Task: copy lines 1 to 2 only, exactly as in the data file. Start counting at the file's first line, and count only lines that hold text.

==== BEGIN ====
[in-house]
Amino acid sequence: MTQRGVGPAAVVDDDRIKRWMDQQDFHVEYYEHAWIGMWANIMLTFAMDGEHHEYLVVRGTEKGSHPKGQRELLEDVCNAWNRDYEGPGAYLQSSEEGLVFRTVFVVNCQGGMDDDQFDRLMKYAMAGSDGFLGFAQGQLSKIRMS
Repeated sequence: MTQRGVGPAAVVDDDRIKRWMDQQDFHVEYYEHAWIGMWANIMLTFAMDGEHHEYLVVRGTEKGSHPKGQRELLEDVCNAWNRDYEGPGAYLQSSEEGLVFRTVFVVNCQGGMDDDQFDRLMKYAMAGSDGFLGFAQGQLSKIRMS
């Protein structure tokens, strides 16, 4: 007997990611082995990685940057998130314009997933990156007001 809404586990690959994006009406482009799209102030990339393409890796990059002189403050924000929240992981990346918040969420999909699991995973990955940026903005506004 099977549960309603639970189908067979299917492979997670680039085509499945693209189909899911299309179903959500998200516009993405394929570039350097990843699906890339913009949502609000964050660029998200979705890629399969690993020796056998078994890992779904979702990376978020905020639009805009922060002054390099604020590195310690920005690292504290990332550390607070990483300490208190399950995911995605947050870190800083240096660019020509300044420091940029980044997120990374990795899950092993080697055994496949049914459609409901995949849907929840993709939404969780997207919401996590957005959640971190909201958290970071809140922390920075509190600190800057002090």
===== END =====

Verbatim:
[in-house]
Amino acid sequence: MTQRGVGPAAVVDDDRIKRWMDQQDFHVEYYEHAWIGMWANIMLTFAMDGEHHEYLVVRGTEKGSHPKGQRELLEDVCNAWNRDYEGPGAYLQSSEEGLVFRTVFVVNCQGGMDDDQFDRLMKYAMAGSDGFLGFAQGQLSKIRMS